The driving force behind these platforms? Their founders who are mostly geeks with a passion for reading, writing and technology. Take the case of 38-year-old Ahmedabad-based entrepreneur Mahendra Sharma, who launched Matrubharti, a vernacular self-publishing platform, in 2015. Having spent 17 years in the IT industry, the idea took shape due to personal reasons. Being fond of writing himself, Sharma wanted to create a one-stop platform for regional writers. “I had been writing poems for a long time, but wasn’t sure where to publish. I was also keen to introduce new writers to readers in the regional space. And that’s how Matrubharti took shape,” says Sharma, who launched Matrubharti at the New Delhi World Book Fair three years ago.
Since then, over 6.8 million reader views have been achieved, with over 3.3 million e-book downloads on the app and website. “Though there are many bloggers and websites run by non-profit organisations and even government literature departments to help the regional community, most of them are poor on technology and user experience. Above all, the writers have no opportunity to monetise from those scattered regional platforms,” points out Sharma. “With initiatives like Matrubharti, we are bringing the best in one place, with the opportunity of networking and recognition,” he adds.
With India’s publishing industry being one of the largest in the world (next only to the US and UK), it’s no surprise that so many start-ups have sprung up in the space. Some seem to have taken a cue from Wattpad, a Canada-based online community for readers and writers to publish new content in different genres. Founded in 2006, Wattpad has the largest Indian audience base—1.5 million—in the world on a self-publishing platform. The reason? It provides language support for around 10 Indian languages.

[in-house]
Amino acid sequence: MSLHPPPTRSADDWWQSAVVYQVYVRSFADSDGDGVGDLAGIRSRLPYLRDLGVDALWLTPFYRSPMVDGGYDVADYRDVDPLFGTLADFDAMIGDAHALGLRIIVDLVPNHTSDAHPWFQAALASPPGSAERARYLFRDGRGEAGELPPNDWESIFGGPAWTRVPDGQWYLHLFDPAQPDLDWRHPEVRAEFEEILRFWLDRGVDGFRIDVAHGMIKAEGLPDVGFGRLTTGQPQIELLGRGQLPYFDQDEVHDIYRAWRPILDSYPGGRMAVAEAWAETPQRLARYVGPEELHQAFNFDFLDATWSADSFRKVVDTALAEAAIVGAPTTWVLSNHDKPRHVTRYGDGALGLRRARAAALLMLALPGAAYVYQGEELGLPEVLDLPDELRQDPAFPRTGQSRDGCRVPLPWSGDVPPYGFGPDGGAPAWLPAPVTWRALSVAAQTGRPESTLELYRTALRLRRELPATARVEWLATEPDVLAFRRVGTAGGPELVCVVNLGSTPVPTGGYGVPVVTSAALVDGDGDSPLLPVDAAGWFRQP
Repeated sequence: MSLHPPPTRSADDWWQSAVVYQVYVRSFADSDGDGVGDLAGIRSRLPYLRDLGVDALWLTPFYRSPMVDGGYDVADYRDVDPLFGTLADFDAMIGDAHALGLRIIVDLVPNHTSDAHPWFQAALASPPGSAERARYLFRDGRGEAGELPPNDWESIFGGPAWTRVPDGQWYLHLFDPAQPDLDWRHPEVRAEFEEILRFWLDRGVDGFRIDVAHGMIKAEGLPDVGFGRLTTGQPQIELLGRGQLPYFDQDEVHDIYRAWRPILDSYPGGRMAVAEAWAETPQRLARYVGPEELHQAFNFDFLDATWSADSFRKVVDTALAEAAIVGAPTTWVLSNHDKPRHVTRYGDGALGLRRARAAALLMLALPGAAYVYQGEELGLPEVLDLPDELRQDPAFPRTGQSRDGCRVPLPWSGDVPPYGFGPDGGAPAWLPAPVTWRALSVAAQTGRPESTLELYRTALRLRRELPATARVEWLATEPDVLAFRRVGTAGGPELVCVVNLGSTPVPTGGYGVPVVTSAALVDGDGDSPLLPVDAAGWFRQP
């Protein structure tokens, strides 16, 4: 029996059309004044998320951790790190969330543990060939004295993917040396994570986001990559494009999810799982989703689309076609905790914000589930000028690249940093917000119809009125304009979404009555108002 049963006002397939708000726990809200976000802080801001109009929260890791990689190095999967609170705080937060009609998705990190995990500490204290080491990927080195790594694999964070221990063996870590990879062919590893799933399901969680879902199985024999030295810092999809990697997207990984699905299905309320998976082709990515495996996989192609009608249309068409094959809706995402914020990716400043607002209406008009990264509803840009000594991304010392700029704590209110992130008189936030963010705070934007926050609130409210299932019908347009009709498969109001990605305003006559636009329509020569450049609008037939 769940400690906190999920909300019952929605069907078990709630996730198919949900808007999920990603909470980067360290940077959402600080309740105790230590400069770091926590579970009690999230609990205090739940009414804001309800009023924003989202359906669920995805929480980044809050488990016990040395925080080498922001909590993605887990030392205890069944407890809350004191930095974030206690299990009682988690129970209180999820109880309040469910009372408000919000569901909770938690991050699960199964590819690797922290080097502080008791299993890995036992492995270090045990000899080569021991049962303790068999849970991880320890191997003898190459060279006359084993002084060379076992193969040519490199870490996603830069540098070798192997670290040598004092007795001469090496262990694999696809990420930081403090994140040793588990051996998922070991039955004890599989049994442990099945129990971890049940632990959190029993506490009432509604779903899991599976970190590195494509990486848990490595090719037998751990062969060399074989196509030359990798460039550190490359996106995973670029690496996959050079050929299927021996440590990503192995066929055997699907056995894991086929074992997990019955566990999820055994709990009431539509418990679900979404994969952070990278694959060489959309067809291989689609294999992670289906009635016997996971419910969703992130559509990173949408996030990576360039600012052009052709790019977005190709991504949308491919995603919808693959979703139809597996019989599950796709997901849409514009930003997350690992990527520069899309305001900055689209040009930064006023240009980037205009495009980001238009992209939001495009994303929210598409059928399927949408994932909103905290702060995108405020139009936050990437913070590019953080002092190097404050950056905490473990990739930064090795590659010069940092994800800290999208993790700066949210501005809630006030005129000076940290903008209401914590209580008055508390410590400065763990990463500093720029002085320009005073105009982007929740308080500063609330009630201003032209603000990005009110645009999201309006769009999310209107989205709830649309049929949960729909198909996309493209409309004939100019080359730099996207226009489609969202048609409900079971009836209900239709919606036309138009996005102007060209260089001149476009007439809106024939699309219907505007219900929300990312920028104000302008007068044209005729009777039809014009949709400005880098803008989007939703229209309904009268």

Bengaluru-based integrated publishing platform Pothi is based on the same model as Wattpad. Started in 2008, Pothi, in fact, is one of the earliest players in the segment in India, publishing both print and e-books (10,000 print and 7,000 e-books have been published till date). “Though the maximum titles are in English, we have a good number of e-books in Hindi, Marathi, Bengali and Tamil as well,” says Abhaya Agarwal, co-founder, Pothi.
Work in progress
Most of these players are still figuring out ways to help content creators monetise. At Matrubharti, authors sell e-books and earn money through translation and content writing assignments. “We take publishing rights from writers and give them a one-time fee,” Sharma of Matrubharti says. Kahaniya has different contracts with different writers—the platform earns commission on the basis of sale of books. At Pothi, authors earn royalties on book sales.
Pratilipi, a free-to-download app, does not charge either readers or writers for content published on its platform. “It’s a self-publishing platform and anyone can come and start reading/writing any time. As of now, authors do not make any money directly from Pratilipi,” Singh says.
Since most are self-publishing platforms, there is little or no editorial support on offer. “We do not have any editorial team for content curation or editing,” Singh of Pratilipi says, adding, “We rely heavily on users flagging offensive/copyrighted content, as well as algorithms/technology finding low-quality content. Over time, we intend to invest significantly in technology to improve moderation primarily for checking copyright violations.” The percentage of content that is taken down monthly from Pratilipi (primarily because of users flagging it as offensive/copyrighted) is about 0.1%. At Pothi, if authors want editorial assistance, they can opt for paid editing services, says Agarwal.